If you’re not in the market for a third-party photographer, you probably don’t have a huge budget for your product images. Fear not! With a little know-how, it’s more than doable to get amazing product images and spend less than $50. I’ve compiled a guide on how to get great pictures on the cheap from start to finish below…
Setting things up
Unless you’re constantly releasing products, you have two good options for your camera.
1. Use your phone. Your gut may say that this is too amateur, but reserve judgement for now. I have photographer friends who shoot product images for companies like GAP and Apple using only their phones. If you have a high-end smartphone made in the last couple of years (think iPhone 6S and forward, Samsung Galaxy S6 and forward, Google Pixel 1 and forward), that will be good enough for most products. Your photos won’t have a very high resolution, but the quality will be just as good as spending money on a $500-600 camera. There’s a reason modern smartphones cost near $1000 – they have amazing cameras!
2. Rent a quality camera. People often compromise their photos because they can only afford a camera in the $300-500 range, but you don’t have to! Your shoot will only take you a day or two, so it’s a no-brainer to spend $20/day renting a great camera. It’s best to visit a local camera store, where daily rentals are often allowed, versus online companies that will require that you rent the camera for at least 4-7 days. My personal recommendation for a camera rental would be the 5D Mark IV.
This one is simple. Professional photographers will shoot with a Cyclorama, which is essentially just a two-sided large white box with round corners, but this is far from necessary.
I’ll show you an example. I took the following photo of my setup when I was first getting into product photography. I had a 100sqft studio at the time, which is probably smaller than your closet. I shot with some cheap lights I borrowed from a friend, a sheet of white paper, and stool/table I picked up from Goodwill.
The champagne? It’s cream soda mixed with water. Don’t be afraid to get creative on a budget; product photography is all trial and error. Even a setup as primitive as this can be used with some amazing results if you’re not afraid to experiment and fail a little.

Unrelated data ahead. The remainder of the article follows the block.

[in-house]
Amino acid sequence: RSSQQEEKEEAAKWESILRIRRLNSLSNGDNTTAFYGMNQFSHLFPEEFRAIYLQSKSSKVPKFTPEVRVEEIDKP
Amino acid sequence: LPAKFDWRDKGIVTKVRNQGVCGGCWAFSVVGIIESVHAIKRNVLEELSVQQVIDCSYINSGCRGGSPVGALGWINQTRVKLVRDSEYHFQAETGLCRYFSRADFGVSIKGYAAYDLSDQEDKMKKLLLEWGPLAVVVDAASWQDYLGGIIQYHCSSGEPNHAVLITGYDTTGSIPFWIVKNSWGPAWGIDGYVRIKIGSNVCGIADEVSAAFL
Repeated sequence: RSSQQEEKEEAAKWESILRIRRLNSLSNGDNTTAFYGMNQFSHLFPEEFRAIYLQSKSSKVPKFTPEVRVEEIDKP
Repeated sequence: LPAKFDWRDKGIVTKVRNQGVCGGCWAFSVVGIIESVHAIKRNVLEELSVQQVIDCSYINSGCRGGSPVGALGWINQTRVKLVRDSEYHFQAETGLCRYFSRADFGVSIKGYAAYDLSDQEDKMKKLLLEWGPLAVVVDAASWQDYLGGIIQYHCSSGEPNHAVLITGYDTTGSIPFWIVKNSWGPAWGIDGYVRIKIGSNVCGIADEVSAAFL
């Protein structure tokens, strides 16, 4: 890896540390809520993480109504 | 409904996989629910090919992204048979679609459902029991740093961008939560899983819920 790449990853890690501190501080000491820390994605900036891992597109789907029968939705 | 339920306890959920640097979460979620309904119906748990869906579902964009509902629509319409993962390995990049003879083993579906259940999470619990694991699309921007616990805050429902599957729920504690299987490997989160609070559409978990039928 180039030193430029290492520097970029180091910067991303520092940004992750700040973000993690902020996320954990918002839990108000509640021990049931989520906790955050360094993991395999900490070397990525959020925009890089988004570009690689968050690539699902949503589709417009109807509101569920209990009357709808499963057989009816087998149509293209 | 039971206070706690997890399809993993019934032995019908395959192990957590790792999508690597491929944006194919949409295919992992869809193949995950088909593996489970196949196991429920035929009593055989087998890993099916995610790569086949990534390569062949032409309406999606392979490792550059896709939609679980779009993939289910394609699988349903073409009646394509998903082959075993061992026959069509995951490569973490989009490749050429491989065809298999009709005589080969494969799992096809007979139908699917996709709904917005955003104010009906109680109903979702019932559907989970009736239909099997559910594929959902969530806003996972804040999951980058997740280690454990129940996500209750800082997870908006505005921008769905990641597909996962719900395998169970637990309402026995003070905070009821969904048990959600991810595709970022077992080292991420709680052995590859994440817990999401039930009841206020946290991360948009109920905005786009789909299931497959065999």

You have a couple of options here:
1. Use a lightbox. You can find tons of these for sale online, but most are cheaply made. The goal of these is to eliminate most of the editing you’d have to do, as they blow out the background to be as close as possible to the pure white (RGB 255, 255, 255) that Amazon requires for the background of your main image. They make things easy, but they aren’t very flattering on products, and make shooting white or clear products almost impossible. You will end up with mediocre (though totally usable) images, but your workflow will be really efficient. This will also be the simplest background solution.
2. Use natural light. This is what I personally recommend. Set up a sheet of paper near a window as depicted earlier. Make sure it’s not direct, harsh sunlight, and try to shoot in the morning. You can get a phenomenal soft look to your photos using this technique, but you’ll have to spend a little more time editing them to remove the background in post-production.
Taking the Photos
I try to produce all main images so that they can be used on Amazon, because most will need to be eventually. Here are the list of the main points you need to hit to make sure your listings comply with Amazon’s guidelines:
The full product must be in frame (and take up at least 85% of the image); don’t cut off corners.
The full product must be in focus (Shoot at a high aperture and in good light).
Backgrounds must be pure white (RGB 255,255,255).
The image must not contain additional text, graphics, or inset images.
The main image is often what will make or break your product, and it’s very important to get it right. Experiment with lots of angles and have a few different photos that fit the above requirements. From there, you can cycle these as your main image and see which gets the best conversion. Customers will often latch onto an image that you never expected to be successful.
This category is made up of every image other than your main image. Do not just take the same photo from multiple angles. Take the opportunity to get close-ups of the features you want your customers to see about your product. I recommend looking at the text list of features on your listing and take a photo that clearly displays each of those. Many customers only look at the images and reviews of a product and completely ignore the rest of the listing text. Your photos need to tell your story.
Editing Your Photos ($20)
If you’re shooting with a lightbox, you may only need to adjust things like the shadows, contrast, saturation, and highlights in your photos to make sure the background is close to a pure white and your product is attractive. Make sure to crop your photos as close to the edge of your product as possible.
If you shot with natural light, you’ll have to edit a little more (but it’s easier than you think!). A subscription to Adobe’s photography plan ($10/month) will get you Photoshop, Lightroom, and their full suite of mobile apps. Let’s assume you’re not an experienced Photoshop Master. If you’re an amateur, you can fairly easily do this on your phone. Download Photoshop Mix on your phone or iPad. It’s explicitly made to cut shapes out from backgrounds, and even has an automatic tool to accomplish this. Look at its tutorial, use the automatic tool, and then adjust it a bit manually at the end. Also, make any needed modifications to the color and contrast. See example below:
Continue reading “A Guide to White Background Photography on a Budget”